I was directed to a magazine article recently by a family member in a which a woman wrote in asking if they had enough to retire in a year at age 60. I don’t want to include too much information because I don’t want to get sued, but the couple still owed over $250,000 on their house and had $320,000 in RRSPs. They figured they would need an income of $5,000 per month to live on and seemed to be relying heavily on CPP and OAS, although OAS wouldn’t kick in until they were 67 now. Whoever wrote the article was incredibly patient and nice but according to her calculations, she said the couple would run out of RRSP money by age 70 with the amount they claimed they needed every month.
I had to put the magazine down and shake my head a few times in disbelief as I was reading it. I hope it was a wake-up call to whoever wrote in since they are so out to lunch with their retirement plan. It doesn’t take a financial genius to figure out that they probably should work until they pay off that monster of a mortgage and squirrel away some extra money in the process.
Royal RetirementsHow much money is enough to retire? There really is no right answer because everyone has a different idea of what their retirement will look like. Most people plan on working to 65 just so they can actually afford to retire. Others have huge, elaborate plans and they require huge retirement nest eggs. Heading down to your Winter home in Arizona is going to take some major money to make that dream a reality. Whether you plan to play now and pay later or save now and play later, I think it’s important to at least have some idea of a retirement plan. It can be laid out in a spread sheet or written on a napkin for all I care, just please give it some thought.
Personally, I don’t want a flashy retirement when I’m older. I want to enjoy exotic locations while I’m young and able bodied. I don’t want to lay on the beaches in Jamaica near the bathrooms and be in bed by 8:30! That’s why it’s important to find a balance of saving and enjoying life at the same time. Start by saving 10% of your net income each month and adjust it depending on what life throws your way. Need a new radiator for your car? Just save 5%. Got a bonus from work? Save 15% of it. If you can’t save 10% every month, then you are probably living above your means and you need to stop.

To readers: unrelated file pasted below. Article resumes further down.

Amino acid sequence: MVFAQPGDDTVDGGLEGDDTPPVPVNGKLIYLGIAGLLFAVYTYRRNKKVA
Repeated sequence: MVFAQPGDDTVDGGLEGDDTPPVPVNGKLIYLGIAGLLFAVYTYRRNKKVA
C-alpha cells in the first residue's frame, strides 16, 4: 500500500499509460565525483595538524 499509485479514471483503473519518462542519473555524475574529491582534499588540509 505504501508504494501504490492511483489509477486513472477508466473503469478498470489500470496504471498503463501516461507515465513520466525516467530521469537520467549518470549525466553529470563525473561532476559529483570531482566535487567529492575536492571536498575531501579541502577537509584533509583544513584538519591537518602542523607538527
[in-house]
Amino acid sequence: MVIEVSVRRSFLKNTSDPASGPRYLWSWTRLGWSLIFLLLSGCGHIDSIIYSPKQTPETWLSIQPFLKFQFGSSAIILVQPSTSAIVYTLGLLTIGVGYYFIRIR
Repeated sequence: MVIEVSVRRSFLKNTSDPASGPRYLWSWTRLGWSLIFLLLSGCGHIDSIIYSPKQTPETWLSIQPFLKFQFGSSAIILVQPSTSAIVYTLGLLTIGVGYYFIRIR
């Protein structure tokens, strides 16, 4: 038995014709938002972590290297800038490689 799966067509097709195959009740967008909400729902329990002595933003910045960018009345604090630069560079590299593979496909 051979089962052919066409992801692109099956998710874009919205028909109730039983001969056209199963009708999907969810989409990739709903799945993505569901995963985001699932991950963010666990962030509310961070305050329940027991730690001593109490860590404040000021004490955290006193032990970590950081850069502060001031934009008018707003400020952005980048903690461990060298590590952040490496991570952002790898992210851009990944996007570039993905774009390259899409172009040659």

Look at my giant pile of nothing….Consumer debt is the number one killer of retirement savings. If you need credit to live your life month after month then congratulations, you are doing it wrong! If you can’t generate positive cash flow, then there is no way you’ll be able to save properly for retirement. Heck, if you can’t live within your means when you are young, you sure as won’t be able to live on a fixed income when you are older.
If you can’t stop spending money, it’s OK. We need people like you to stimulate the economy and keep our share prices increasing. I’m not going to preach from my soap box because frankly, it just doesn’t help anyone. If you want to buy crap to fill your garage and basement, then that’s your prerogative and I hope you find happiness in it. If you want to invest your money and increase your wealth over time then you need to be more smart with your money; it’s just that simple.
All I know is that I won’t be writing into magazines, praying that they give me the answer I want to hear about my retirement. I KNOW my nest egg will be large enough to support me through my retirement. With every dividend increase my retirement is actually moving closer to ME in a strategic fashion, which means I’ll be able to retire a lot sooner than the majority and it sure feels good!
This article was written by The Loonie Bin. If you enjoyed this article, please consider subscribing to his feed.